For its debut DAB radio, Philips has taken a laid-back approach - literally. The sleek black body with chrome surround handle reclines to present its wares, but as we'll find out, there's not too much to get excited about.
The byword of all Philips products is simplicity, and that Nirvana of consumer electronics is achieved here, with the AJ5100 turning out to be very easy to use. One way this is achieved is by displaying all command buttons together, each one with a single function. The main reason that the AJ5100 is a cinch to operate is because it doesn't even try to do anything remotely exciting.
This is demonstrated by its limited connectivity. Hidden away on its shoulder is a telescopic aerial to boost DAB and FM reception, with just a headphone socket and the power jack for company. So there's no way of getting digital or analogue sound from the AJ5100 into an amplifier and, worse still, no inputs of any kind. That rules out using the AJ5100 as an iPod or portable CD player speaker, or even as a simple PC speaker if used on a desktop.
At least there's a battery compartment for easy portability. If its meagre connectivity is as rare as it is irritating, at least Philips has met its limited brief by designing the AJ5100 in such a way that any fear of the new digital age of radio is immediately overcome. Auto tuning without any delay, the unit offers a very simple toggle between DAB and FM alongside an info button to choose between signal strength, the time and date, and displaying scrolling text.
A menu command gives access to manual tuning, DRC (which alters sound levels according to what's being broadcast) and the name of the software being used. Choosing between options is simple: left and right scroll buttons are used to run through DAB stations available, while up and down arrows control the volume.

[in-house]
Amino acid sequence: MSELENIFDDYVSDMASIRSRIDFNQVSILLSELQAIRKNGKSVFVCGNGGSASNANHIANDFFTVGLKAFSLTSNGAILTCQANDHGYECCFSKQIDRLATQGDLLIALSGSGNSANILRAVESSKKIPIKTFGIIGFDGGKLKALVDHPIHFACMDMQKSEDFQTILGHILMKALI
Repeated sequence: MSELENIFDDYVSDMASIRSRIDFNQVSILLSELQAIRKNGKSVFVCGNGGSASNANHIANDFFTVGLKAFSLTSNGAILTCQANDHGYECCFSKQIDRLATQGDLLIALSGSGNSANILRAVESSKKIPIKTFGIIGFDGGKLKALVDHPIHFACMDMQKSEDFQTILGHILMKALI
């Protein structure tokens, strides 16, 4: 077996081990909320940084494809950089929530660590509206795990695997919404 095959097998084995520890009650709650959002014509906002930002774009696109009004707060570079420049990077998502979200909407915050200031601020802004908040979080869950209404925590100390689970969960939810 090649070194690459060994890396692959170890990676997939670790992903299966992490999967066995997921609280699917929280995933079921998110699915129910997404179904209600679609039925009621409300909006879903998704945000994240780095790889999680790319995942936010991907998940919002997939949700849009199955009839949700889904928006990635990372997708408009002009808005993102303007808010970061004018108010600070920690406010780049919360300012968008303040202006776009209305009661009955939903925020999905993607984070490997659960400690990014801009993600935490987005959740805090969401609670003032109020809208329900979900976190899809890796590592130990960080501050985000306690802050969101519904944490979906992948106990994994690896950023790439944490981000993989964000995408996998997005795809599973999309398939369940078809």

Preset in its ways
Oddly, although ten presets are provided for DAB or FM stations, these controls are hidden away on the unit's neck. At least that helps the front fascia look clean. The AJ5100's may be fruit of some top-notch product designers, but the speakers dominating the front are a letdown in more ways than one. The silver cloth covering borders on looking tacky - but the sound emanating from beneath is better than we typically expect at this price.
Speech radio is rendered with precision, and surprisingly for such a small unit there's just enough bass to give some depth even to music broadcasts. A play of Sinatra's Luck Be A Lady on Radio 2 proves that while the AJ5100 can't reach the impressive sound of other, more expensive DAB radios, it does provide very accurate stereo and will fill a kitchen without much trouble.
A one-trick pony with unique styling, the AJ5100 joins the hordes of products that are aimed at those looking for a simple, affordable DAB solution for listening to voice radio in a kitchen. The bass-heavy sound is excellent, but anyone looking for extra features such as pausing/ rewinding or general all-round versatility should look elsewhere.